They earn megabucks but few actually make a decent plan for their post-working lives. While we’re not all multi-millionaires, everyone has something to learn from their mistakes, explains RBC’s Jonathan Gold.
Modern football is synonymous with wealth, whether through its astronomical wages or lucrative sponsorship deals.
But young players are often making a Faustian bargain in focusing on their trade at the expense of preparing for what comes after their sporting career.
An online search for “footballer” and “bankrupt” finds no shortage of multi-millionaire athletes who have played, earned well and fallen on hard times in only a matter of years. In 2014, former England goalkeeper David James was forced to auction his personal football memorabilia to pay his debts. Retirement is one of the sport’s only inevitabilities, but something that few actively prepare for – normally less than 10 per cent, according to recent research by David Lavallee, a professor at the University of Stirling’s School of Sport in Scotland.
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Premier League footballers earn on average £2.3m a year, excluding bonuses and commercial arrangements, according to a Sportsmail report. With a career in the Premiership lasting roughly eight years, maximising those earnings is critical. Once players retire, or are forced to stop performing at a specific level due to injury or contractual issues, their salary base immediately reduces – drastically altering financial circumstances. Sustainability therefore begins with asking what kind of lifestyle one hopes to have when the final whistle blows.
A strong defensive bedrock
Many players harbour aspirations to be a manager or pundit, or develop business interests. Whatever the post-playing career goal, the same planning methodology applies to everyone. Outline goals – career, financial, family – and put structures in place that meet those needs. Ex-players should take the time to think about what they want from life, working backwards to make sure investment and lifestyle choices are aimed at achieving this. Consideration of and adherence to a long-term plan are paramount.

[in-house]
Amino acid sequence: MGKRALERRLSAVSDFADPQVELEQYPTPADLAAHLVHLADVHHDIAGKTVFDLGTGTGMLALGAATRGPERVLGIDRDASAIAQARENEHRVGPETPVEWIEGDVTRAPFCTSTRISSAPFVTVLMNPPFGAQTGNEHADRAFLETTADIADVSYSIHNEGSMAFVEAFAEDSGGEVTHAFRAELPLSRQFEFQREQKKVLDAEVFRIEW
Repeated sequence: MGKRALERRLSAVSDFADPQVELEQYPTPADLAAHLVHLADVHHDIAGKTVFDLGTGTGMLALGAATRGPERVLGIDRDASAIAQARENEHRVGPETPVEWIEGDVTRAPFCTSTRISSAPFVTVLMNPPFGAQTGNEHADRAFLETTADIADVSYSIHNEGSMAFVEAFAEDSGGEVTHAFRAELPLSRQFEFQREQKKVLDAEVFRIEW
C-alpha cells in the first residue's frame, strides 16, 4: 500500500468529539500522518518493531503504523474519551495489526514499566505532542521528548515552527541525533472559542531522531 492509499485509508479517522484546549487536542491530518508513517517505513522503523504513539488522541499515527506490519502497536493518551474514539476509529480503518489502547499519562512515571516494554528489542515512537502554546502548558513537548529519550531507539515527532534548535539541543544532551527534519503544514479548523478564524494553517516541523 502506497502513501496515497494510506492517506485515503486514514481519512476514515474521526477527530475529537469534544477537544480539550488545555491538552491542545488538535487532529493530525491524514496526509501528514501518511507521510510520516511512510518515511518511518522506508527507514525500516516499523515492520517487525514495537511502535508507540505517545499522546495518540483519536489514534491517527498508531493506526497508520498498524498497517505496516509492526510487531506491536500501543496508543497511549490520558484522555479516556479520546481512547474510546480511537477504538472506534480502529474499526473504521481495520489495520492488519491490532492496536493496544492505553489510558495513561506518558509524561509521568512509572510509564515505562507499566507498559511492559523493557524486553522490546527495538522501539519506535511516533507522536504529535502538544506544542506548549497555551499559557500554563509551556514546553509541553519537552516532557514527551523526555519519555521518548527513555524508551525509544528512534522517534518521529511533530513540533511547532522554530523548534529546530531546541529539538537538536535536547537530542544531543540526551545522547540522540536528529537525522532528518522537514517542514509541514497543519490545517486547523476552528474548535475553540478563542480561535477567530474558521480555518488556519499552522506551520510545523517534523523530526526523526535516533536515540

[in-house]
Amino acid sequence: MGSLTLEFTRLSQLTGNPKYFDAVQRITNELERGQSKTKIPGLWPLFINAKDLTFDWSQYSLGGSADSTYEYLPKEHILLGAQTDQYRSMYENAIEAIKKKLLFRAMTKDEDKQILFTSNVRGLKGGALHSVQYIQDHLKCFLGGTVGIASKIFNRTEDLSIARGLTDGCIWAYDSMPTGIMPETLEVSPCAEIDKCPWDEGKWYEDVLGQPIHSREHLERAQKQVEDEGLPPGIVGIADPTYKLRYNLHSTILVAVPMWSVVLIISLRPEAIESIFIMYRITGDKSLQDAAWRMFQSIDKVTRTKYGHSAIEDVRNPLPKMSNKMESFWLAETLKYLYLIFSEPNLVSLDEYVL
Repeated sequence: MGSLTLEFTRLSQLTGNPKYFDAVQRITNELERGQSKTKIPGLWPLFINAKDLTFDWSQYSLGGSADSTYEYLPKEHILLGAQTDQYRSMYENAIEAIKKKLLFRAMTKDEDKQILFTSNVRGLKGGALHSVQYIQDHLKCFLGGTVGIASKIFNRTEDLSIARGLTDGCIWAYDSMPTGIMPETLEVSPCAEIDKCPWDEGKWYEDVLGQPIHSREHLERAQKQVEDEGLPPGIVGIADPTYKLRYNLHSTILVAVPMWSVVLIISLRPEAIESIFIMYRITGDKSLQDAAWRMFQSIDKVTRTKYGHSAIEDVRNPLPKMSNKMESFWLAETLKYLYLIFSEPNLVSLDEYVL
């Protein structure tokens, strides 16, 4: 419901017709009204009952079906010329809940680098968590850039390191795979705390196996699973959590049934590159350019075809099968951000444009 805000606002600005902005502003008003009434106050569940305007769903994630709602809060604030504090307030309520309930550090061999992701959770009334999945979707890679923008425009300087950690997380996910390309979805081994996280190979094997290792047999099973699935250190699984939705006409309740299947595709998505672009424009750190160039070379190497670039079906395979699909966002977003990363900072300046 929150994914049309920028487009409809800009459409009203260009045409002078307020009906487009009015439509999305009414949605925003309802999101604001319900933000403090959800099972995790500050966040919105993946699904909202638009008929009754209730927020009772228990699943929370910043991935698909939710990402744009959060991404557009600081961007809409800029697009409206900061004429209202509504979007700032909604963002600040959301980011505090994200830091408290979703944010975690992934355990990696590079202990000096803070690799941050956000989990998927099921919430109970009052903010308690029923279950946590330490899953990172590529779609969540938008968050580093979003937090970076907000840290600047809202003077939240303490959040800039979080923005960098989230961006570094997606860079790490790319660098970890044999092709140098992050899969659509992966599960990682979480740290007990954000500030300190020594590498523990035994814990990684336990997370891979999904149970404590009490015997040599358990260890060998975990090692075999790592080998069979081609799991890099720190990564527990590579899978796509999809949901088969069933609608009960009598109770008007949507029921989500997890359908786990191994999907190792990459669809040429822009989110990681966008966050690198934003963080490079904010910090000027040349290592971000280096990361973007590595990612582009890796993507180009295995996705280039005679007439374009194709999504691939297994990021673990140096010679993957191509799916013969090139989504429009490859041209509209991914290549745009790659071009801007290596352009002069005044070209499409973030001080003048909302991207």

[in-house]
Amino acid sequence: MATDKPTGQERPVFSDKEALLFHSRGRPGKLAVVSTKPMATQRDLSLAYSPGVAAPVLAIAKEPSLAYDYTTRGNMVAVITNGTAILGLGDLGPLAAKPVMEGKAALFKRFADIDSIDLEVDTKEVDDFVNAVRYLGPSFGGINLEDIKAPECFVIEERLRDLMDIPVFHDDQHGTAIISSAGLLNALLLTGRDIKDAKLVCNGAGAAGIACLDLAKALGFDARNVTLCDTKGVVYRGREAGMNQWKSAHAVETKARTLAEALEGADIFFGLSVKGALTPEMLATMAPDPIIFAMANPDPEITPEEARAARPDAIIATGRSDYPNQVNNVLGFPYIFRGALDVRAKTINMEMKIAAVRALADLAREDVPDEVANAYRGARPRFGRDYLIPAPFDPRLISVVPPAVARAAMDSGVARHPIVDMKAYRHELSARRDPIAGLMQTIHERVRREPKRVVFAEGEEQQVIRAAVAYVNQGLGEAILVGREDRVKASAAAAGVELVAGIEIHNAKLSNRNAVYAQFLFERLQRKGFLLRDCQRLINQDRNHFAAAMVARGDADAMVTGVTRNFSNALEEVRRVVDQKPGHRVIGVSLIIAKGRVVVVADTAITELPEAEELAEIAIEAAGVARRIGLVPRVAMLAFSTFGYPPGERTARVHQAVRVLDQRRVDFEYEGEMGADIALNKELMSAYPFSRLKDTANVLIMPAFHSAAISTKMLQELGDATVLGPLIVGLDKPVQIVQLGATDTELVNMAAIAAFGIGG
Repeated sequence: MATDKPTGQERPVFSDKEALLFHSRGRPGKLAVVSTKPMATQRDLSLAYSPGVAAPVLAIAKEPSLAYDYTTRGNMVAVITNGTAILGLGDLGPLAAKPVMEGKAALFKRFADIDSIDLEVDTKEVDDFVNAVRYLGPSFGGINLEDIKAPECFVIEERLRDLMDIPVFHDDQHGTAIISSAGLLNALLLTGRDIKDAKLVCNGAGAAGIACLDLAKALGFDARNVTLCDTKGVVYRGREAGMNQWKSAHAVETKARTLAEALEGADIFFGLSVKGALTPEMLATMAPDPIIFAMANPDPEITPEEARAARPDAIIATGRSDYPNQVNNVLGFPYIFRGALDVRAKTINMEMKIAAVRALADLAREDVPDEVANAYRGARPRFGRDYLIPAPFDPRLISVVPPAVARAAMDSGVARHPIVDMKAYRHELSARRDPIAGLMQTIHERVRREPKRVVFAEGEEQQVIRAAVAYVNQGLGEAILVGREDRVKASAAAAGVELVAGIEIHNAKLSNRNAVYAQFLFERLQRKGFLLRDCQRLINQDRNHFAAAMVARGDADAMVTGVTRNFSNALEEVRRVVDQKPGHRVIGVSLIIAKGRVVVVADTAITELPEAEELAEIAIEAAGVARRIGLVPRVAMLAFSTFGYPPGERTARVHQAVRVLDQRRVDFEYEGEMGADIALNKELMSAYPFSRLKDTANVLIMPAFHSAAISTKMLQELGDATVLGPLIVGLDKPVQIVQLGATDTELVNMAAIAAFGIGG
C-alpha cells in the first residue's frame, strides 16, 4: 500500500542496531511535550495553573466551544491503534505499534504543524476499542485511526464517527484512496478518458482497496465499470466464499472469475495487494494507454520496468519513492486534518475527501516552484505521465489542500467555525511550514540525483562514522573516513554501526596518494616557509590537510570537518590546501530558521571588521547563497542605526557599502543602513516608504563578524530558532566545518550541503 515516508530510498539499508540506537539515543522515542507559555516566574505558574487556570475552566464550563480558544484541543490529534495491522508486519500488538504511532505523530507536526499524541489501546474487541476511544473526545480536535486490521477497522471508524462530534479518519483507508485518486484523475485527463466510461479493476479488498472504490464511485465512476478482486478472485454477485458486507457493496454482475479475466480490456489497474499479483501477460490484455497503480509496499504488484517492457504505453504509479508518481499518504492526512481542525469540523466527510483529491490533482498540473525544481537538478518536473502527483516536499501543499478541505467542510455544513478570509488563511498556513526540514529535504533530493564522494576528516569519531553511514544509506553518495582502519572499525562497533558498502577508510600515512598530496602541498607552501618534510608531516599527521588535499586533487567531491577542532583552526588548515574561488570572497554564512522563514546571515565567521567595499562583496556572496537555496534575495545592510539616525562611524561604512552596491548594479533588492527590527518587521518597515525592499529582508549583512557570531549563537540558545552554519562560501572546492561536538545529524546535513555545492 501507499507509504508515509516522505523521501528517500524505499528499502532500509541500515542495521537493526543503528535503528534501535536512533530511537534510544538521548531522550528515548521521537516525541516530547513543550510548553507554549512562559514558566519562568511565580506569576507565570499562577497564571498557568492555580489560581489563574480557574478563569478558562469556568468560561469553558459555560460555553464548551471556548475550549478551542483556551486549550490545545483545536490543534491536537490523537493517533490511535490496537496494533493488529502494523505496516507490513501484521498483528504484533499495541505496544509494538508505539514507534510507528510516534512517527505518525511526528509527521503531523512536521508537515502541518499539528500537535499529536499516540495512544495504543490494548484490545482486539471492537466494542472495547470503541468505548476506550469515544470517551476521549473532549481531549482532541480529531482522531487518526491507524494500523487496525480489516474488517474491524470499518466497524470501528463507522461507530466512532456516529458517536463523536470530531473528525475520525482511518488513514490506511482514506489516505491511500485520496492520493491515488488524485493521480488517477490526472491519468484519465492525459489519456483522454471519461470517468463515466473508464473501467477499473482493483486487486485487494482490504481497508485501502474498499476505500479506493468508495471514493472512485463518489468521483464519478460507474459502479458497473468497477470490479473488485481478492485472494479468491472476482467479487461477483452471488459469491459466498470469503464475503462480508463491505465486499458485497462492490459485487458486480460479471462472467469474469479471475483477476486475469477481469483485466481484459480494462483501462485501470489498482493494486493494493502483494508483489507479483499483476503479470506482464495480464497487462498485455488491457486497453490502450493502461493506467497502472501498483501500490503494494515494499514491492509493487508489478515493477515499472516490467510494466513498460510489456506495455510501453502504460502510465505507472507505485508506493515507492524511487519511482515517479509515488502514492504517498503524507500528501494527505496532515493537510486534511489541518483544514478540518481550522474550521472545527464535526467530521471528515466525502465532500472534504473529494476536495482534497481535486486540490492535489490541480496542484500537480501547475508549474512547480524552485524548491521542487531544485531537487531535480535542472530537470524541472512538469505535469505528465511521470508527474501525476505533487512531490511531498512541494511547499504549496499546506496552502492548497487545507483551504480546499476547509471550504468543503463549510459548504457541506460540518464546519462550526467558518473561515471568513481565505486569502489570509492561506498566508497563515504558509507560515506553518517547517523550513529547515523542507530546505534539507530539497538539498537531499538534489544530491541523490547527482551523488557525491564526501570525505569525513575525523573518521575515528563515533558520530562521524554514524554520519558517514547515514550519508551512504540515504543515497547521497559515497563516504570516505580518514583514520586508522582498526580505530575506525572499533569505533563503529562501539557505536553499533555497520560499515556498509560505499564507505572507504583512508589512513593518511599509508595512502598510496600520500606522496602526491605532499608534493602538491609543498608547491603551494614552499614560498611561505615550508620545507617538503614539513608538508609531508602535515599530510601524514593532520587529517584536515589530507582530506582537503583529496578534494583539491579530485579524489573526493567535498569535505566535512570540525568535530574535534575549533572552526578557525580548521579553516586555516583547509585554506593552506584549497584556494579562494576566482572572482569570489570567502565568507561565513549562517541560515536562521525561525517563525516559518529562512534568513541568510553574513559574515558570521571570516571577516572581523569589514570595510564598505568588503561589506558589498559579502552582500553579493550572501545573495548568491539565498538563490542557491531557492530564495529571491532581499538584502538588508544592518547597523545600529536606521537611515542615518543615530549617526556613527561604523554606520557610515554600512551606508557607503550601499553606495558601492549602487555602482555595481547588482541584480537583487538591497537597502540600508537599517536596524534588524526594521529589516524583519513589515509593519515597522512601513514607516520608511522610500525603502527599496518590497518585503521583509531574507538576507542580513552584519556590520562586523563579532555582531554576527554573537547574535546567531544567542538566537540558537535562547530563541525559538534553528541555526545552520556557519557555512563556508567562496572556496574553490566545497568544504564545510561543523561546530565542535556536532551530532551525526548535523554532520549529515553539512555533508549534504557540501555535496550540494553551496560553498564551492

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In the same way a team’s manager makes sure he has the right people – sports psychologists, tacticians, physiotherapists – to make his squad successful, ex-players should seek real wealth structuring and protection advice, engaging the services of an experienced wealth partner. Good advisers will seek not only to educate the player, but their partners and close family members, eventually leading to a point in retirement when the client can manage their own finances confidently.
Club culture often mandates taking much of the usual day-to-day responsibilities off players, so they can focus on performing at the highest level. This cotton wool approach places many of their affairs into the hands of others – and it goes all the way from routine matters such as planning a trip abroad or hiring a car, to the more onerous issues of longevity planning.
As such, one element ex-players particularly struggle with upon retirement is pay control. Trust structures and insurance can prove invaluable ways to make a salary last, while investments in property may provide further income and asset appreciation or protection.
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While footballers have the luxury of earning a lot of money in a very short space of time, it’s a non-sequitur that they should invest it in the same timeframe with a view to simply earning more. The spike in early-life earnings naturally lends itself to a slightly higher degree of risk for a variety of reasons but, as ever, all investments should be approached with prudence, thorough due diligence and research. Cautionary tales involving players investing in overseas property developments or film partnership schemes as a way of shielding earnings against income tax serve as a timely reminder that it’s critical not to jump headlong into a prospective opportunity. Post-retirement represents a window to invest both time and capital in what comes next.
Jonathan Gold is director of sports, media and entertainment at RBC Wealth Management.